Hong Kong stocks arrest slide as funds put US$1 billion back into China markets and yuan stabilises
- Stocks pare weekly loss as funds ploughed back US$1 billion into China markets; technical indicators suggest the sell-off is near exhaustion
- Goldman sees stronger recovery momentum in China’s economy in the second half; the yuan recovers against the US dollar
The Hang Seng Index gained 2.3 per cent to 18,057.45 at the closing of Friday trading, the most since September 4. The Tech index jumped 3.7 per cent, while the Shanghai Composite Index gained 1.6 per cent. The relative-strength indicators on both gauges in Hong Kong approached levels deemed oversold.
All but four of the 80 index members advanced. Tencent Holdings jumped 3.9 per cent to HK$314.80, Alibaba Group advanced 4.7 per cent to HK$86.50 and Meituan rallied 3.1 per cent to HK$119.90. Netease surged 6.2 per cent to HK$161.90 while EV maker BYD strengthened 3.3 per cent to HK$248.40.
Today’s rebound helped narrow the benchmark index’s losses this week to 0.7 per cent. Foreign investors bought 7.5 billion yuan (US$1 billion) worth of onshore-listed stocks so far on Friday, the most in seven weeks, Stock Connect data shows. They dumped about US$15 billion of them in the preceding six weeks.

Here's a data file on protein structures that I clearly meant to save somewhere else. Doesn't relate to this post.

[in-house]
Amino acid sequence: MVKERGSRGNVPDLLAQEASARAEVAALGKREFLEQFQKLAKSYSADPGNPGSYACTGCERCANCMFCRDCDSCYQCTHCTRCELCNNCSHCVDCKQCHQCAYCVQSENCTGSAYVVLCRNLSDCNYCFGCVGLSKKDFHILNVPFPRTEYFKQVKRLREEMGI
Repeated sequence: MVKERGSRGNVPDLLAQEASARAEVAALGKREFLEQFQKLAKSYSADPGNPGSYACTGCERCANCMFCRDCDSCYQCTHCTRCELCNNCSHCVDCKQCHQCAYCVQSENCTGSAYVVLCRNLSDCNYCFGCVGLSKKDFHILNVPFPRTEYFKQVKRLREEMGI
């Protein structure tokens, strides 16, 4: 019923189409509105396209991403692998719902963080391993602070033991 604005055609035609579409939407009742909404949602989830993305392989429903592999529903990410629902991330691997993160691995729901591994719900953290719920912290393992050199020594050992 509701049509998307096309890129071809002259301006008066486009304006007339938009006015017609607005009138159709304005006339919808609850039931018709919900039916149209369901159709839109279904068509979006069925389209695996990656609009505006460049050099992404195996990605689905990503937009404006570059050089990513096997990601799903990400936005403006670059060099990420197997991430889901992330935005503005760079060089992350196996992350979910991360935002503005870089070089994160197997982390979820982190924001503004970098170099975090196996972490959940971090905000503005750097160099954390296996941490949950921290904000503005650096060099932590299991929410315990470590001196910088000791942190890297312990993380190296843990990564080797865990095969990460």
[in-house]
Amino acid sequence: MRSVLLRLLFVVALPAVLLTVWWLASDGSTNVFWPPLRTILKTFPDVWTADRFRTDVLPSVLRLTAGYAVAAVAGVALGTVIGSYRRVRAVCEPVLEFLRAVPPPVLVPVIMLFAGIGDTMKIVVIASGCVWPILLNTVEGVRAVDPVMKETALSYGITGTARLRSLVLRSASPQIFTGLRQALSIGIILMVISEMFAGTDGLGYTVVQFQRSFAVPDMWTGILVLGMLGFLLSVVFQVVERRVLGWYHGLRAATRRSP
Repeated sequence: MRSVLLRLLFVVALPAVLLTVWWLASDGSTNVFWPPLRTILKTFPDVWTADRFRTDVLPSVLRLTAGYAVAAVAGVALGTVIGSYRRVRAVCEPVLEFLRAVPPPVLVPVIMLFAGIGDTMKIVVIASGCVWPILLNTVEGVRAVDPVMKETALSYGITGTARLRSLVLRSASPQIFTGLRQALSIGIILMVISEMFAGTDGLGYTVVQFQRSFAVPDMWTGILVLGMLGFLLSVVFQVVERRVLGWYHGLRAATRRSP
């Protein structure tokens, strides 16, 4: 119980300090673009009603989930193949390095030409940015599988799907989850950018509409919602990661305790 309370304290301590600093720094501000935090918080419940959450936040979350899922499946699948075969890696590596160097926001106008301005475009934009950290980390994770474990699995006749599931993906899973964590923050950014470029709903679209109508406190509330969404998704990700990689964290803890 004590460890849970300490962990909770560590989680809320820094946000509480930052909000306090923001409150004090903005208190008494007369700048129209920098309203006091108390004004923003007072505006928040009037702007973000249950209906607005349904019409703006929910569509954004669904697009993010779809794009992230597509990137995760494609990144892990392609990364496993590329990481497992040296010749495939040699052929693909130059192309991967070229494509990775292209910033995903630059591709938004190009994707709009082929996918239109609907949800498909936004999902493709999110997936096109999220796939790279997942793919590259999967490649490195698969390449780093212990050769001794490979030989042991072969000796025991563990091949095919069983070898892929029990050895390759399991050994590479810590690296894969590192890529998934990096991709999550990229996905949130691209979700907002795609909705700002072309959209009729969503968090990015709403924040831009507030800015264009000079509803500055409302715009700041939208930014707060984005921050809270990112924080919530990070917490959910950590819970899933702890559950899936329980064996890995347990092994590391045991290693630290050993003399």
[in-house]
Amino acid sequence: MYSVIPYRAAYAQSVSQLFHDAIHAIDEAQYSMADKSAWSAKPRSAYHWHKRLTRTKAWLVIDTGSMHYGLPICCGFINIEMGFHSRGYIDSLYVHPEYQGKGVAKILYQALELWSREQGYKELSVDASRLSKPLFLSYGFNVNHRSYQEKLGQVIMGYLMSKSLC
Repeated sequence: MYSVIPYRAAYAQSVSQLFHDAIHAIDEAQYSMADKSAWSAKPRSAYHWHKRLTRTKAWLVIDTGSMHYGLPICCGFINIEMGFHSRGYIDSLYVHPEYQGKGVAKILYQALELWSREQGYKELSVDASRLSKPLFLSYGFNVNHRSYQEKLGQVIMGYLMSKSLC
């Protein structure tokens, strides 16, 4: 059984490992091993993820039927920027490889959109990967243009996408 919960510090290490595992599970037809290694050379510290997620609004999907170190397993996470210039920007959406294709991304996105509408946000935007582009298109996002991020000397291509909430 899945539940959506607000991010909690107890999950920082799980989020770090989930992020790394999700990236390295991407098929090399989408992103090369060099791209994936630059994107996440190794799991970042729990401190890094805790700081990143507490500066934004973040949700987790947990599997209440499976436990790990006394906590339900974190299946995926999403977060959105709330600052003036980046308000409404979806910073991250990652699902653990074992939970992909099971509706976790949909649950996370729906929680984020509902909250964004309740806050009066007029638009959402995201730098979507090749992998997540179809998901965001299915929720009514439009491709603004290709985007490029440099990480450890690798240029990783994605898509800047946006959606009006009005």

Recent data out of China, including activity, credit, export and inflation, signalled economic growth and inflation have bottomed out, according to Goldman Sachs, giving momentum to recovery in the second half. UBS this week said Chinese stocks were due for a rebound as valuations and data improved.
The yuan strengthened to 7.3007 per US dollar in recent trading in Hong Kong, versus 7.3075 on Thursday. The currency is still hovering near a 16-year low in the onshore market, after depreciating about 5 per cent this year.
Other key Asian markets were mixed after US stocks suffered the worst slump since March, in reaction to the Federal Reserve’s hawkish policy pause on Wednesday. Australia’s S&P/ASX 200 added 0.1 per cent. The Nikkei 225 Index in Japan dropped 0.5 per cent, while South Korea’s Kospi lost 0.3 per cent.